Firehouse® Roundtable Apparatus Maintenance

Fire apparatus that won't start, breaks down enroute to a call or, worst of all, fails at the scene of a fire can have catastrophic consequences. That's why having an apparatus maintenance program is vital to fire department operations.


Fire apparatus that won't start, breaks down enroute to a call or, worst of all, fails at the scene of a fire can have catastrophic consequences. That's why having an apparatus maintenance program is vital to fire department operations. To help departments realize the importance of basic...


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Fire apparatus that won't start, breaks down enroute to a call or, worst of all, fails at the scene of a fire can have catastrophic consequences. That's why having an apparatus maintenance program is vital to fire department operations.

To help departments realize the importance of basic apparatus maintenance and develop programs to keep rigs safe and on the road, Firehouse® Magazine and Firehouse.com have asked manufacturers and apparatus maintenance service departments around the nation for their recommendations and philosophies. This is first of at least four articles on the topic of apparatus maintenance planned for 2010. Coverage will be in print, expanded online and augmented with audio podcasts. See Firehouse.com for expanded coverage.

Experts representing Darley, E-ONE, HME/Ahrens-Fox, Pierce, Rosenbauer/Central States and Spartan, and mechanics and service people from emergency vehicle maintenance centers in Dayton, OH, and Madison, WI, are unanimous in believing that apparatus maintenance should be a high priority, not only to keep the vehicles on the road and safer, but to make sure they perform when needed most.

"Apparatus is called out when a significant event is happening," says Billy Miles, E-ONE's director of operations, service and support. "I tell all my guys to treat the trucks like they were coming to save your wife, or your mother, or your child. …I know if it was my life on the line, I'd appreciate the firefighters being able to get there, do their job and get me to the hospital quickly."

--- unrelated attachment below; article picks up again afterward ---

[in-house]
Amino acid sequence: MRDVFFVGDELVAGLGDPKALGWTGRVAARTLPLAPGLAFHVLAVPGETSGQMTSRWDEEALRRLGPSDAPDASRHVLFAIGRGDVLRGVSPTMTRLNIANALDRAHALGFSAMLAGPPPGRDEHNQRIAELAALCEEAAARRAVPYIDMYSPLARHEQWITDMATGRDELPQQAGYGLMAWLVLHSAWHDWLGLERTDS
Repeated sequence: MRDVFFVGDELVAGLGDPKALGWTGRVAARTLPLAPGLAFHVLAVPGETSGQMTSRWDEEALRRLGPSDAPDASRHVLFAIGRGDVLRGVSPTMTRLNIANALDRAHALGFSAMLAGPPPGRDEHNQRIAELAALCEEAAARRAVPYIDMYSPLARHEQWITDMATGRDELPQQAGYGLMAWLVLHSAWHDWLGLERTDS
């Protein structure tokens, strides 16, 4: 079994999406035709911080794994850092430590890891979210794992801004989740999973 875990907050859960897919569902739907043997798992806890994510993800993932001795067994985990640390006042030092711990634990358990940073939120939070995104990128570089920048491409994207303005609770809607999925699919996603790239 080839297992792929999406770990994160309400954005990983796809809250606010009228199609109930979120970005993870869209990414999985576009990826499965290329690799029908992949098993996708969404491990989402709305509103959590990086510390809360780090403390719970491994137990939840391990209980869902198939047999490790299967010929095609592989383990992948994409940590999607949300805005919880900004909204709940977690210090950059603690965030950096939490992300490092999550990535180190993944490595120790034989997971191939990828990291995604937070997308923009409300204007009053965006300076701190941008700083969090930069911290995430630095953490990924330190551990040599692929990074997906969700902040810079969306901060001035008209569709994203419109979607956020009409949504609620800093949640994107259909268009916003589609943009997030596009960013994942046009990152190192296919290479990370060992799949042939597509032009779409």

For that to happen, batteries must be sufficiently charged for the vehicles to start, oil and filters have to be reasonably clean, brakes must function properly and myriad other mechanical components must work flawlessly. In these challenging economic times, it's easy to skip preventive maintenance. It costs money and the effects of neglect won't show up for months or years, but when they do, the neglect invariably costs more than the maintenance would have.

"It's a juggling act, no question," says Miles, who has been in the firefighting and apparatus maintenance field for 30 years, the last three with E-ONE, an apparatus maker based in Ocala, FL. "It's easy to cut the preventative maintenance budget, but the most cost-saving measure is preventative maintenance."

And it's never too early to start an apparatus maintenance program, says Glenn Davis, the founder and owner of Lakes Region Fire Apparatus Inc., an apparatus service center and HME/Ahrens-Fox dealer in Ossipee, NH. With front-line pumpers costing $350,000 to $500,000 and up, Davis recommends departments budget at least $3,000 for preventive maintenance in the first year. It should be a built-in cost of doing business when buying new apparatus and is an investment that pays dividends in the long run, he says. Preventive maintenance should begin with delivery, he adds.

Davis, who has been a firefighter in New Hampshire for more than 25 years, is a certified Emergency Vehicle Technician (EVT) and just a few credits shy of a master's certificate. He has been in the apparatus service business since 1991 and operates one of the largest shops in New England, servicing at least 300 apparatus annually. He employs five full-time certified EVTs and makes "house calls" to dozens of departments.

Most of the departments Davis works for do not have their own technicians and service departments and he does full service from chassis lubrication to pump testing to major overhauls. Davis advises departments to check the credentials of those they do business with to make sure the people working on apparatus are EVT certified. "You should ask to see the certifications on the people who will be doing work on your apparatus," Davis says. "Do your due diligence. Apparatus maintenance is expensive and you want to make sure you're getting what you paid for."

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